MANY OF US WERE TAUGHT TO MISTRUST OUR OWN SOULS or at best to minimize our inner lives in faith. Go to church, know the Bible, and be kind to others…  Instead, I’m reflecting on Advent as a profound inner journey of hope and joyful promise. Will you join me?

We know the commercial and social frenzy of December is at odds with nature’s inward turning, hibernation, and fallow fields, at least in the northern hemisphere. The visible flurry of Christmas in North America also obscures the ancient call to spiritual contemplation in the Christian season of Advent. 

I really appreciate the heart of Advent. The wider Christian calendar overlaps with some of the sensibilities of everyday Quaker spirituality, my lived faith. With Quakers, I honor quiet waiting for the Divine. My spirit echoes the inner longing of the Christmas hymns in minor keys. Something in me reawakens with familiar Advent scripture readings. The ol’ texts dignify dreams and mysterious angelic visitations, the call to awareness or “staying awake,” and an authentic “yes” to God’s desires.

“Be not afraid!” say strange presences when the Mystery breaks through. Yet beyond fear shines some real good news. The Holy is here, enfleshed like us. What theologians call “incarnation” is real. The rest of the story is often forgotten: The Holy continues to be enfleshed in the ordinary. Real. Here. Now. The incarnation is within us and leading us to new life.

Inner Journey like a nautilusAdvent 1,500 years ago seems to have been about fasting and prayer—forty days to prepare new followers of Jesus’ Way for baptism. Until the Middle Ages, the “coming” of Christ celebrated in Advent probably referred to the End of Days. Slowly, the Christ-infant’s coming shifted to the fore. The tradition of quiet, inward preparation continued.



At the core of my Advent experience is the hope of a Holy birth, a birth possible within each of us. Few play out the gender-bending metaphor better than Meister Eckhart, a 14th century German monk:

“We are all meant to be mothers of God. What good is it to me if this eternal birth of the divine Son [sic] takes place unceasingly but does not take place within myself? And what good is it to me if Mary is full of grace if I am not also full of grace? What good is it to me for the Creator to give birth to his Son if I also do not give birth to him in my time and my culture? This, then, is the fullness of time. When the Son of God is begotten in us.”



So I offer a few Advent affirmations about the Inner Journey from my context and experience. They provide foundation for spiritual exploration during the Way of the Spirit retreat, the Inner Journey (February 15-18, 2019). You don’t have to agree with my affirmations. If something puzzles or snags you, trying sitting with it in reflection and prayer. If something echoes happily in your soul, repeat it within and maybe allow it to open into gratitude or petition.

First, I affirm that the inner journey is subjective and unique to each. Seems obvious, but it also means this path is tender and difficult to articulate. It takes courage and intention to speak authentically about such hidden things. Second, it’s entirely possible to meet and even partner with the Creator of the Universe through the inner journey. That inner foundation of each human existence has been called “the Divine Indwelling,” “Christ-self” or “True Self,”  “an inner temple,” and “an inner sanctuary of the soul.”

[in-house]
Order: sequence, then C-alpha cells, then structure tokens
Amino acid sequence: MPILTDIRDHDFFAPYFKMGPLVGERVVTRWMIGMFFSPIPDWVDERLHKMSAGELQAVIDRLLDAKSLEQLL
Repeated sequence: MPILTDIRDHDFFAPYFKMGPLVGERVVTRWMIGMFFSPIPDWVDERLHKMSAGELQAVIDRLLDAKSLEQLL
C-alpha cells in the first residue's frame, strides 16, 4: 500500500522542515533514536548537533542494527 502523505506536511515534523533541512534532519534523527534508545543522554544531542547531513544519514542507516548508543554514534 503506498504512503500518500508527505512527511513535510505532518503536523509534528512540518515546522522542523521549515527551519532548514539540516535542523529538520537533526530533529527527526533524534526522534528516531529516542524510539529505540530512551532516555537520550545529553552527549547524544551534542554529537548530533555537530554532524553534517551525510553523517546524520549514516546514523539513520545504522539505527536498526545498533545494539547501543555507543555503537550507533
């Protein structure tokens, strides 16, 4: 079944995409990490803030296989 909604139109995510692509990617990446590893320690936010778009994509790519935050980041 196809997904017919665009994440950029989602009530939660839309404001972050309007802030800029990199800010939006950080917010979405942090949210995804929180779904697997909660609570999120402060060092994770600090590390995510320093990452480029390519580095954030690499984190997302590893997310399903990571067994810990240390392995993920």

Of course, I also affirm that not all my inner stuff is “of the Holy.” That’s why we need time for reflection, growth in spiritual discernment, and a community of faithful people to hold us answerable. My intention is to open more and more of my inner life to God, who loves, heals, and transforms us into radiant reflections of God’s many faceted nature.   

Though this third note may seem minor, it’s no small affirmation: The Great I AM, Ultimate  Reality, God(de) who answers to many names, truly wants us to be aware, to understand, and to collaborate with Itself for Good. It doesn’t have to be “hard to do,” as I thought for most of my life. “The Word of God is very near you, in your mind and in your heart so that you can keep it.” (Deuteronomy 30: 11-14). That early text offers hope that our capacity to “hear” and respond to God Within is part of the human condition.

And finally, the inner journey bears fruits for Good beyond personal wholeness and healing. The purpose of the inner journey is full integration of inner reality and outward actions to build a more compassionate home, church, town, country, world order, and an earth restored. Twentieth century Quaker, Thomas Kelly, waxed poetic in A Testament of Devotion:

There is an experience of the Eternal breaking into time, which transforms all life into a miracle of faith and action. Unspeakable, profound, and full of glory as an inward experience, it is the root of concern for all creation, the true ground of social endeavor. This inward Life and the outward Concern are truly one whole, and, were it possible, ought to be described simultaneously.    —Thomas Kelly (d. 1982)


May we honor everyday Advent. Everyday Holy. Let it be so! Thanks for reading. – Chris

As founder and director of Way of the Spirit, I offer this glimpse of the spirituality woven through our retreats. It helps imagine what someone “would be getting into” if they joined the 2019 class, February 15-18 in Mt. Angel, OR. We welcome sincere seekers from several faith communities. We are enriched by the gifts of Quaker spirituality even as Quakers are enriched by other perspectives. 

Participants can attend the first retreat as a stand alone, or continue through five residential retreats over 18 months, with private online community, and monthly face-to-face meetings online. Applications due soon!

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